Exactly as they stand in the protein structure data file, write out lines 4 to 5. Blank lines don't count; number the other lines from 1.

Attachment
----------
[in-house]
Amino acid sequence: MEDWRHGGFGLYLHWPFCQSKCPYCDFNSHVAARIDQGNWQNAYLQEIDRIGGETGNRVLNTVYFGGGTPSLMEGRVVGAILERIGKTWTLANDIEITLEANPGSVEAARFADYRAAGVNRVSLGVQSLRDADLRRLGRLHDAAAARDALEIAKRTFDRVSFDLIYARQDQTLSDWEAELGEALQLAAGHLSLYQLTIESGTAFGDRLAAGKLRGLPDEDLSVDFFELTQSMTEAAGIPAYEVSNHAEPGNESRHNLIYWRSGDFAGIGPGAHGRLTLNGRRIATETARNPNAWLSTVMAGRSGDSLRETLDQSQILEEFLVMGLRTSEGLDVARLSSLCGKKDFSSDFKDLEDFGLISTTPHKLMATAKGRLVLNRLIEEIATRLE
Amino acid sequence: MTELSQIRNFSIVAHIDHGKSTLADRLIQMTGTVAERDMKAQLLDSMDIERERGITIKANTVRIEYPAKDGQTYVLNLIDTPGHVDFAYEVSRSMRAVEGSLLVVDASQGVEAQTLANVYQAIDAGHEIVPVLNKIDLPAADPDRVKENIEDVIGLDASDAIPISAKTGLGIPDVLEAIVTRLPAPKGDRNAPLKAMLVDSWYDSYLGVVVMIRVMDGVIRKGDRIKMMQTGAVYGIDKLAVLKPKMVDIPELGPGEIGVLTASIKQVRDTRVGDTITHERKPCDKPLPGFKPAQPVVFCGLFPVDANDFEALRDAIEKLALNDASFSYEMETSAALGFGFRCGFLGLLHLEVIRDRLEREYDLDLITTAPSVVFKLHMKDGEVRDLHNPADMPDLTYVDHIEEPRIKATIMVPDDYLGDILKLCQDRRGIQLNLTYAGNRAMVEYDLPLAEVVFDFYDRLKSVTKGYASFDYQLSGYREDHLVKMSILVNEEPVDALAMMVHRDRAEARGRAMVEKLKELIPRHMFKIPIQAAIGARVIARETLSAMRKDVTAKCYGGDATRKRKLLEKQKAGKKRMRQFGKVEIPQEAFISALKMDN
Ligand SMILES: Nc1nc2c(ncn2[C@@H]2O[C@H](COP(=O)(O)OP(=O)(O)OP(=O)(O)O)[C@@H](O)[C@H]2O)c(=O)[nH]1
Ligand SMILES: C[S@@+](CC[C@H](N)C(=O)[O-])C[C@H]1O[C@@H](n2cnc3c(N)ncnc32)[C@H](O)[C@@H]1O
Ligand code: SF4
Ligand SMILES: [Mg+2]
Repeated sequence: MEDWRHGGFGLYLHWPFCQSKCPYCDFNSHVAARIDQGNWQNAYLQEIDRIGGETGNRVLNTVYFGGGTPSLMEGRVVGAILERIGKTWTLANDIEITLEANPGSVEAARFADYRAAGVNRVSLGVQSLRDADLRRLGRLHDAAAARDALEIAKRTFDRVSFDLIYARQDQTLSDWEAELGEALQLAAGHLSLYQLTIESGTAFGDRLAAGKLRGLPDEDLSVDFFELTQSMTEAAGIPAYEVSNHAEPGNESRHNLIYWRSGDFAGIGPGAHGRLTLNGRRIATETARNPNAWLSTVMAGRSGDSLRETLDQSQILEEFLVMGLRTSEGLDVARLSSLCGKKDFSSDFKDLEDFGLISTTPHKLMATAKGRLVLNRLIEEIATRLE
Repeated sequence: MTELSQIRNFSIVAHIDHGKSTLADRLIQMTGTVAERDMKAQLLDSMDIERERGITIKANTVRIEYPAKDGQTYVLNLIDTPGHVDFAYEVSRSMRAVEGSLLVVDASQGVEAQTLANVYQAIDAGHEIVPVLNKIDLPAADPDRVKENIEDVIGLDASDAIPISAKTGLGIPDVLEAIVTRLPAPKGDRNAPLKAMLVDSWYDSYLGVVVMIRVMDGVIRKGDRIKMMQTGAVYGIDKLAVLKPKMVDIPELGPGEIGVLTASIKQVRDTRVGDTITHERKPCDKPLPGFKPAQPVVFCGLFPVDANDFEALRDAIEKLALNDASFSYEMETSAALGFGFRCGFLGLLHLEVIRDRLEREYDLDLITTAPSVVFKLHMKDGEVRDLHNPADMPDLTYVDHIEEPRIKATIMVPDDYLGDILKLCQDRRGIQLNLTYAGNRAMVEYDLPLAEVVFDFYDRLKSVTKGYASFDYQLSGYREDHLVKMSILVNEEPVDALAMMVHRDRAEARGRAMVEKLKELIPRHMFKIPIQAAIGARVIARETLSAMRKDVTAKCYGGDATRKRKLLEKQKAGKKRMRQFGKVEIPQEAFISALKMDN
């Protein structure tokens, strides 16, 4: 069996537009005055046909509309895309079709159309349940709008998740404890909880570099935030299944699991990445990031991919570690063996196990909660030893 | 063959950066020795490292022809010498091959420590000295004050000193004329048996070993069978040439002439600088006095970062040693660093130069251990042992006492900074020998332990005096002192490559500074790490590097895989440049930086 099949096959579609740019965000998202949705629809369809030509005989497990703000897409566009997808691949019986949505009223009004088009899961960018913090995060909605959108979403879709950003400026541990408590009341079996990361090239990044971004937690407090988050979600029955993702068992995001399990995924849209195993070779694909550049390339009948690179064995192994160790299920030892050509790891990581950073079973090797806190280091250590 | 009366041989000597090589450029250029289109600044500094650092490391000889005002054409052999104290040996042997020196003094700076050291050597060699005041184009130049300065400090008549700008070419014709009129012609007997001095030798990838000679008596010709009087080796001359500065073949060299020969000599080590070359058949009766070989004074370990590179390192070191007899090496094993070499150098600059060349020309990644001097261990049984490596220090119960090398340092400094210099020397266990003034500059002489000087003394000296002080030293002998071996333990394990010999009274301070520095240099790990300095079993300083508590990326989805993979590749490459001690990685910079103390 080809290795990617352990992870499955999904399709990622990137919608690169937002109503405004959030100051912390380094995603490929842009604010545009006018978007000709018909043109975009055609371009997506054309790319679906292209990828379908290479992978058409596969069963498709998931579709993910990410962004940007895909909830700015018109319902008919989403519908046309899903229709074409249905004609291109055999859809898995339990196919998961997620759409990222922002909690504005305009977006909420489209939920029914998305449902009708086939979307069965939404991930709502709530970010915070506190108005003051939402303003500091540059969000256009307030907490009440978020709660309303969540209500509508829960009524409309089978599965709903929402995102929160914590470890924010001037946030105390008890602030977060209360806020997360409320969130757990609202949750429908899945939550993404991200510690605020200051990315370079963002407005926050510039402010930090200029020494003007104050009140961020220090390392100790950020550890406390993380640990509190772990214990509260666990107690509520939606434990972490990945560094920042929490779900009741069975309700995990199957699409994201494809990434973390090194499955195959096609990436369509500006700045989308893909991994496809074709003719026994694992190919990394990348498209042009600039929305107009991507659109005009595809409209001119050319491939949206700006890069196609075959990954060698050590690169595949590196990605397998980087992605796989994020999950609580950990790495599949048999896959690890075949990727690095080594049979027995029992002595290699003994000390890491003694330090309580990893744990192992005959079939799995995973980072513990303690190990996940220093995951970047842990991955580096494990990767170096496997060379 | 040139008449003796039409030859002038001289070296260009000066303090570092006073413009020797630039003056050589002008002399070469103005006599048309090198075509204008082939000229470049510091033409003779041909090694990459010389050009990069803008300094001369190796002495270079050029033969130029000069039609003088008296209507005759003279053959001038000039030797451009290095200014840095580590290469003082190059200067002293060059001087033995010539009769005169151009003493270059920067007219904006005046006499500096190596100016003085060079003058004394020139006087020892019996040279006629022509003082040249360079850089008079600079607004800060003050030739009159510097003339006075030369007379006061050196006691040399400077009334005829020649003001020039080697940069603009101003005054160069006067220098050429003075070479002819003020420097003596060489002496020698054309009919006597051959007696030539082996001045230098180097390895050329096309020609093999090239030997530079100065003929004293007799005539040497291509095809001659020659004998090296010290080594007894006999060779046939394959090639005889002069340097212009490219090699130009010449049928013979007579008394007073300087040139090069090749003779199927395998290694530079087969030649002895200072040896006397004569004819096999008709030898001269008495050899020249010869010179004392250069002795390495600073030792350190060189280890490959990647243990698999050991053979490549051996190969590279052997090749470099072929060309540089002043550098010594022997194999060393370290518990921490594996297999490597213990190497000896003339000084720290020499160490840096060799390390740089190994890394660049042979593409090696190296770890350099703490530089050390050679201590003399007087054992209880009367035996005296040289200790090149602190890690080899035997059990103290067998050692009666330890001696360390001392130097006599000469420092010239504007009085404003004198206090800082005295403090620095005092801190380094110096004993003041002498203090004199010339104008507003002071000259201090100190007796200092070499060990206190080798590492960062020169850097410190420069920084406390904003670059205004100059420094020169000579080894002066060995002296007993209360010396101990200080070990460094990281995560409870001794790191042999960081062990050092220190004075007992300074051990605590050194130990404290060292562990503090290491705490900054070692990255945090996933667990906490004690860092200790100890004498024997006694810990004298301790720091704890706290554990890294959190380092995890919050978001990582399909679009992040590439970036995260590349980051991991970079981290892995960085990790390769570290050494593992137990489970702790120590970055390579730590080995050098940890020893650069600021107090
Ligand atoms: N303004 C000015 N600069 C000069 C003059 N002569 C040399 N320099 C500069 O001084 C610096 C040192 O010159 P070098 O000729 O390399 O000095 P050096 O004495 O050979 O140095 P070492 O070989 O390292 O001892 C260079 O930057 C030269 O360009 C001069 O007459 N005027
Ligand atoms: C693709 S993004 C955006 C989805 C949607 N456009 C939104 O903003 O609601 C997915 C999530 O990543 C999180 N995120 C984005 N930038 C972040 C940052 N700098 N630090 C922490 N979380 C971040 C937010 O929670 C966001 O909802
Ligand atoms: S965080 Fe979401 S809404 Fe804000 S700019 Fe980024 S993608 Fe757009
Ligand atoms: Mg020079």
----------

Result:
Ligand SMILES: Nc1nc2c(ncn2[C@@H]2O[C@H](COP(=O)(O)OP(=O)(O)OP(=O)(O)O)[C@@H](O)[C@H]2O)c(=O)[nH]1
Ligand SMILES: C[S@@+](CC[C@H](N)C(=O)[O-])C[C@H]1O[C@@H](n2cnc3c(N)ncnc32)[C@H](O)[C@@H]1O